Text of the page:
The first variant of BASHLITE, detected as ELF_BASHLITE.A (ELF_FLOODER.W), was spotted by Trend Micro shortly after the existence of the ShellShock bug came to light. The threat, which was the payload of the ShellShock exploit code, had been used to launch distributed denial-of-service (DDoS) attacks.
ELF_BASHLITE.A checked to see if infected devices were running BusyBox, a set of programs needed to run a Linux system. BusyBox is designed for embedded operating systems such as the ones running on routers.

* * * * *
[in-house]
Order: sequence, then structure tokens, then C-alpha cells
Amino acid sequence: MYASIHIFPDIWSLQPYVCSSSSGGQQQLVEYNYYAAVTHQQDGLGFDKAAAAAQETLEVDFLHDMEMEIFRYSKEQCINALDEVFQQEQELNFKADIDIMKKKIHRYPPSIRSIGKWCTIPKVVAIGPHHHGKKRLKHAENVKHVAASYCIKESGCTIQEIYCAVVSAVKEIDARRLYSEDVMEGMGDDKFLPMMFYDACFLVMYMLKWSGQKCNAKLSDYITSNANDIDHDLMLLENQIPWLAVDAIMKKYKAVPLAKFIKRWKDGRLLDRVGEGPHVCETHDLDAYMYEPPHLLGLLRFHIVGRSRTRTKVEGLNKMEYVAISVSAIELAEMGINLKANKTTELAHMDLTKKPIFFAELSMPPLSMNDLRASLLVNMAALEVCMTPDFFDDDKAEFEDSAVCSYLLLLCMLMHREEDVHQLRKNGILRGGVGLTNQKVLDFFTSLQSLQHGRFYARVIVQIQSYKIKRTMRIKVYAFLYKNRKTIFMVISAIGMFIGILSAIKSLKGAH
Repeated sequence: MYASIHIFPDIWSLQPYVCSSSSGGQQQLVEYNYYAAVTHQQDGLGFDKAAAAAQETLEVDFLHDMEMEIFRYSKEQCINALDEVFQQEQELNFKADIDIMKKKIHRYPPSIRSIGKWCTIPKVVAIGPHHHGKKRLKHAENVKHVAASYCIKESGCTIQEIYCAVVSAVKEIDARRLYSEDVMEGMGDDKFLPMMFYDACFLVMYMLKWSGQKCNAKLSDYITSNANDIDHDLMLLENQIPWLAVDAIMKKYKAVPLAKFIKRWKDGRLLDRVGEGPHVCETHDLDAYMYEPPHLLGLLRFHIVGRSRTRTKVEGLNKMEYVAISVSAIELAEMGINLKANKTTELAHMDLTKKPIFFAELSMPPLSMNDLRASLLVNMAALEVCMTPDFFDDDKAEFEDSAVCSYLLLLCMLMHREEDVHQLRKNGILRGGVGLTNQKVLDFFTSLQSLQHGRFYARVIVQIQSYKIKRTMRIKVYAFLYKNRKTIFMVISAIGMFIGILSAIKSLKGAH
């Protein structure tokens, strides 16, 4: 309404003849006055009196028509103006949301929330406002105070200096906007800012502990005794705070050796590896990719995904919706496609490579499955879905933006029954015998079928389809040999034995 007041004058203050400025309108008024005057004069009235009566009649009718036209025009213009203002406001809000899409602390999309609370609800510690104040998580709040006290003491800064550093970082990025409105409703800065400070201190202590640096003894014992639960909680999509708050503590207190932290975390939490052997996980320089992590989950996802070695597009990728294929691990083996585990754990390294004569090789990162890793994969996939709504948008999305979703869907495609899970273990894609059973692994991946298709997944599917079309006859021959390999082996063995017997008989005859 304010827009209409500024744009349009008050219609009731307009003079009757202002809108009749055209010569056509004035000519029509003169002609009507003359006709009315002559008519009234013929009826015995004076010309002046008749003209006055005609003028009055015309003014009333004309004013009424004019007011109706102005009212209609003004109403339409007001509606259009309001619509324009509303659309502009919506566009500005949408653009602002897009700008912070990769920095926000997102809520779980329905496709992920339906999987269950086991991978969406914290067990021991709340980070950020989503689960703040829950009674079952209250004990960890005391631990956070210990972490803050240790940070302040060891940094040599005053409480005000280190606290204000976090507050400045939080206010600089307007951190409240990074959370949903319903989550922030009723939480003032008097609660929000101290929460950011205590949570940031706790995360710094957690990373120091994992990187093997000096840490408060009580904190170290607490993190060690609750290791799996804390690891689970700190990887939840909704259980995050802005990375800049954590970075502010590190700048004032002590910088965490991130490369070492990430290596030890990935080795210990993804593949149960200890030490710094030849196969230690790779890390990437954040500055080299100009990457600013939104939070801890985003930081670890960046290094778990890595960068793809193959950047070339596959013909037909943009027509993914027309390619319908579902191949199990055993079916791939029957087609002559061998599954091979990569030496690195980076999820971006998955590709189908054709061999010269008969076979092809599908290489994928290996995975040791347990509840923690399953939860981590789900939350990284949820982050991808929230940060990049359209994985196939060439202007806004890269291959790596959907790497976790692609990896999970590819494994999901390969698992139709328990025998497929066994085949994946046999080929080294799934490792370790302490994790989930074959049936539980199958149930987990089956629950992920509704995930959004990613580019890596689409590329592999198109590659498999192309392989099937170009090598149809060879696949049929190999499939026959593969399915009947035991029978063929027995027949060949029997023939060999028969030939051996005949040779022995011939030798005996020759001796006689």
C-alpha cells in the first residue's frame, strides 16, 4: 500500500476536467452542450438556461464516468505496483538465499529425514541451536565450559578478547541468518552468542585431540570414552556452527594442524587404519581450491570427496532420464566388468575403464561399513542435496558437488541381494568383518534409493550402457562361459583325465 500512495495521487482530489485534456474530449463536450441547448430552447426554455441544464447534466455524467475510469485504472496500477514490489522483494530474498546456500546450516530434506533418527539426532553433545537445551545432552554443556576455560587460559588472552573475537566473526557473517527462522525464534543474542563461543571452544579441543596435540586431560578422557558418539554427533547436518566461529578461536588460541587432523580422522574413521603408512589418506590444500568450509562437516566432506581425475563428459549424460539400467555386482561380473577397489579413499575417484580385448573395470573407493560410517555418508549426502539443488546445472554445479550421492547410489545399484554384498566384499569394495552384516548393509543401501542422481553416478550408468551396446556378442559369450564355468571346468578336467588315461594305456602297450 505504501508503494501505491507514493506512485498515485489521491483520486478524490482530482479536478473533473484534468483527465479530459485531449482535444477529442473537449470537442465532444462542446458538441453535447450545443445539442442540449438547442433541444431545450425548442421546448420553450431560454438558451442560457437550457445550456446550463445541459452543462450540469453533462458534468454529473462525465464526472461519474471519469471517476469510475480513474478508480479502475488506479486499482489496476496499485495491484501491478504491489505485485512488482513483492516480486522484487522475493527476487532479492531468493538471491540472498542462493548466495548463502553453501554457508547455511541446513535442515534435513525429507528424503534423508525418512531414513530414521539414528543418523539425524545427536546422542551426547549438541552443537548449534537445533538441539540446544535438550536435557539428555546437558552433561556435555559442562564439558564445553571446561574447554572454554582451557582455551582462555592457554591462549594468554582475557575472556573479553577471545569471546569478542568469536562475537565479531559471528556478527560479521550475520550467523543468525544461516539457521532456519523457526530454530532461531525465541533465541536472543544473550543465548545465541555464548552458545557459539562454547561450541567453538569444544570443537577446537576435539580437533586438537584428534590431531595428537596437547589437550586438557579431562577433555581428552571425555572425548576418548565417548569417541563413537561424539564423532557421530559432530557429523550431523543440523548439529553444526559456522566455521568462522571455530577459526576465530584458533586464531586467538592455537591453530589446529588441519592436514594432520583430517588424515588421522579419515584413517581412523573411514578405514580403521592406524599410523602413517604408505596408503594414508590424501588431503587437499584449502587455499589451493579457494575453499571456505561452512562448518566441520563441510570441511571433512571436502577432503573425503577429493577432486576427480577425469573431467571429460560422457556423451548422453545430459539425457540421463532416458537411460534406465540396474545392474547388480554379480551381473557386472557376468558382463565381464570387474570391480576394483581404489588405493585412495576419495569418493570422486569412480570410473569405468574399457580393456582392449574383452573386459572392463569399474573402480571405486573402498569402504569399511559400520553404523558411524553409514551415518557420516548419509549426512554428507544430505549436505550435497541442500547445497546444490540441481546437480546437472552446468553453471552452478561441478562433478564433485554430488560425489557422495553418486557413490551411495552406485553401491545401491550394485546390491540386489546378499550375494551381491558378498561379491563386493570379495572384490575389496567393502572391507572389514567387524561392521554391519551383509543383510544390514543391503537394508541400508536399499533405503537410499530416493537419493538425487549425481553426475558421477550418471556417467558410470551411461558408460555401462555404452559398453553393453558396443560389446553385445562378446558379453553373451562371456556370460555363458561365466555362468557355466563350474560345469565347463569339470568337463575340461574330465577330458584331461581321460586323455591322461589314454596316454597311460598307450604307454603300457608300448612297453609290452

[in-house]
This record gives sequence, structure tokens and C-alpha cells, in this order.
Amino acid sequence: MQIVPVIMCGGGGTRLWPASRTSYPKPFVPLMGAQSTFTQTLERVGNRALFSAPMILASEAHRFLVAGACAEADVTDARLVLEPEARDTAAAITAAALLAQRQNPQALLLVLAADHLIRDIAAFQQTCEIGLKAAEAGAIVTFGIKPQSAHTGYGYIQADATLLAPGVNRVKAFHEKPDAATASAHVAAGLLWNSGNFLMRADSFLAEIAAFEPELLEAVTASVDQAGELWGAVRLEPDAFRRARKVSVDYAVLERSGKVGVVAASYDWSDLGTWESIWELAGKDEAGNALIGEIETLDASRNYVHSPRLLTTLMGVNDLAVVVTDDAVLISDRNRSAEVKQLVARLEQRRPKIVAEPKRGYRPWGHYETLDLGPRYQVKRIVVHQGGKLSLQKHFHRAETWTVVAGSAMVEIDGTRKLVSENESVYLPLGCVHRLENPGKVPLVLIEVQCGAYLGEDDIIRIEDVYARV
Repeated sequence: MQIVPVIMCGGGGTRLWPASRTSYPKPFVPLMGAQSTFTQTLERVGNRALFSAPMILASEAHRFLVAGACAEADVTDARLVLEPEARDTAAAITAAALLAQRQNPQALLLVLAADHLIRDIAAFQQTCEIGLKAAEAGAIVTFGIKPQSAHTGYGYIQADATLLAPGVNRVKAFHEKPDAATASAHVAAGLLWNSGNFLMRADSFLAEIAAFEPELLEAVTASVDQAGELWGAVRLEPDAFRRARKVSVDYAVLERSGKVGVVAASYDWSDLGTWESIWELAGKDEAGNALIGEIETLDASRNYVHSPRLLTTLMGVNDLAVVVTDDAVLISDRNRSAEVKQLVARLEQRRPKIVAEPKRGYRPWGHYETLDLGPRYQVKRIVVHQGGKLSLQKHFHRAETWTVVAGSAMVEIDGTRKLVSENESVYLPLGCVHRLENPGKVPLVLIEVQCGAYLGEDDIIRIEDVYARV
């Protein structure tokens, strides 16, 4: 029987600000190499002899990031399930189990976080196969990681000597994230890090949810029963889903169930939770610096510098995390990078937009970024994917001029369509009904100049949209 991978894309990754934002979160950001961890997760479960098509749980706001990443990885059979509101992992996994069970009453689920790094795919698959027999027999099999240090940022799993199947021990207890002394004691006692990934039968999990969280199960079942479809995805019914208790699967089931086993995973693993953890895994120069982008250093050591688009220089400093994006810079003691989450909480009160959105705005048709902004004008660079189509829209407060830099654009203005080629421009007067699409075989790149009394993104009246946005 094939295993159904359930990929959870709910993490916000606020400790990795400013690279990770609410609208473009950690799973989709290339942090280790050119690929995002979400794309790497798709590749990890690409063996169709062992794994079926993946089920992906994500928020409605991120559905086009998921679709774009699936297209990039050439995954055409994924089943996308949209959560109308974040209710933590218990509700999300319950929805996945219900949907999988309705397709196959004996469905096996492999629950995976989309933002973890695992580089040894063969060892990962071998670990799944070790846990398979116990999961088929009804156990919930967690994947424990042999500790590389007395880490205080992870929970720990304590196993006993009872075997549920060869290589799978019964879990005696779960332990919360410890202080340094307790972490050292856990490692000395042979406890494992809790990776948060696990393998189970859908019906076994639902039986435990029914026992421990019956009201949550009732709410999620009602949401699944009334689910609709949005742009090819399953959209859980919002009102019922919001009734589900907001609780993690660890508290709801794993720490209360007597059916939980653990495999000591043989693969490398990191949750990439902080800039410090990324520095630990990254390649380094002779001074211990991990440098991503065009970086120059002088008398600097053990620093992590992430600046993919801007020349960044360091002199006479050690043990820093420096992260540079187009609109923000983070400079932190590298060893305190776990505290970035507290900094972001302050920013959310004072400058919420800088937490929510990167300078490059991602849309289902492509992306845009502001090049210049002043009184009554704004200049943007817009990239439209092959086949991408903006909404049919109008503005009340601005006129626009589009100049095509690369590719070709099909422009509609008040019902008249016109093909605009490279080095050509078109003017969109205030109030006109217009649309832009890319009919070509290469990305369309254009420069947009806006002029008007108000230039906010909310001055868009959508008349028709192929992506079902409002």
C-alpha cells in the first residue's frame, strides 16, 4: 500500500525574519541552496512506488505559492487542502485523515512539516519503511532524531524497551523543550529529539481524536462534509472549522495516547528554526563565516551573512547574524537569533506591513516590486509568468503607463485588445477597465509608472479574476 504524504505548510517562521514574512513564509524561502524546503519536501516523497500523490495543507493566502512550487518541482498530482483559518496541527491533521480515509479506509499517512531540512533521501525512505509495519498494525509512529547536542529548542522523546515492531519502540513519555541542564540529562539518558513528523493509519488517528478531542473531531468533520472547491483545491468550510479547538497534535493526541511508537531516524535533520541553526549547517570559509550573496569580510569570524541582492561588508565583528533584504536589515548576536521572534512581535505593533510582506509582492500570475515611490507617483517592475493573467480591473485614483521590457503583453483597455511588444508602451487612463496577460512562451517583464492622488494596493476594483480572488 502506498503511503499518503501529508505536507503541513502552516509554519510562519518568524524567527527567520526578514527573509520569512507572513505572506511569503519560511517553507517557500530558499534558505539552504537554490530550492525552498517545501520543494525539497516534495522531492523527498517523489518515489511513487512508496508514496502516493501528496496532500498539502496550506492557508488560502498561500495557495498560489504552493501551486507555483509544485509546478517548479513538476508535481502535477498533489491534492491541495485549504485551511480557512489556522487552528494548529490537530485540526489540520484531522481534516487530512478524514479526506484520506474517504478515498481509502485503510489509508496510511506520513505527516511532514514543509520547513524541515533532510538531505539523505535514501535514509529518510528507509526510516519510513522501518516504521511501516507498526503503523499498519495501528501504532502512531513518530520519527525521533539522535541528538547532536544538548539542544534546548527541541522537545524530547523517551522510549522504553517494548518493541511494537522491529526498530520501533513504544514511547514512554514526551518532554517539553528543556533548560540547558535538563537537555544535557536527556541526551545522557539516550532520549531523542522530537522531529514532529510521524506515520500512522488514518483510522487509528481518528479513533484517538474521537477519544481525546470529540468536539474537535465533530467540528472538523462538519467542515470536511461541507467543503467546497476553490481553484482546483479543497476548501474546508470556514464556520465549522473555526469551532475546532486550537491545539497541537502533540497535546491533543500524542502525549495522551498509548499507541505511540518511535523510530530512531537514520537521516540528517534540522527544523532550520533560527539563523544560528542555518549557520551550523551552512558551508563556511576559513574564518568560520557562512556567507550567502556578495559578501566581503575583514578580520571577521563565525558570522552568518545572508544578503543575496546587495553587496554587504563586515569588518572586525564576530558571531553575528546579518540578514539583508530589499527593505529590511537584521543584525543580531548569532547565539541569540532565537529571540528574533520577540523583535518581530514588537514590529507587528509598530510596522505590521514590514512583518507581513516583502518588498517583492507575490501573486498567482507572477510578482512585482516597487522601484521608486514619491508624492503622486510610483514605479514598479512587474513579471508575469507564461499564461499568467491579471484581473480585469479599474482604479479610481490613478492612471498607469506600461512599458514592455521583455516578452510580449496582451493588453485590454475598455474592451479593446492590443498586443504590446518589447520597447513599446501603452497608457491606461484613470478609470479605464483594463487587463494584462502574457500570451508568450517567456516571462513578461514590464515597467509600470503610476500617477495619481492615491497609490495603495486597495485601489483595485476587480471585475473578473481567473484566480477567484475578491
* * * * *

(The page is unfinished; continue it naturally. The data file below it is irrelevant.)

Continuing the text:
A newer version of BASHLITE spotted by Trend Micro researchers (ELF_BASHLITE.SMB) is designed not only to identify systems running BusyBox, but to also hijack them.
The malware first scans the network for BusyBox devices and attempts to access them by using a predefined list of usernames and passwords. The list of passwords includes “root,” “admin,” “12345,” “pass,” “password” and “123456.”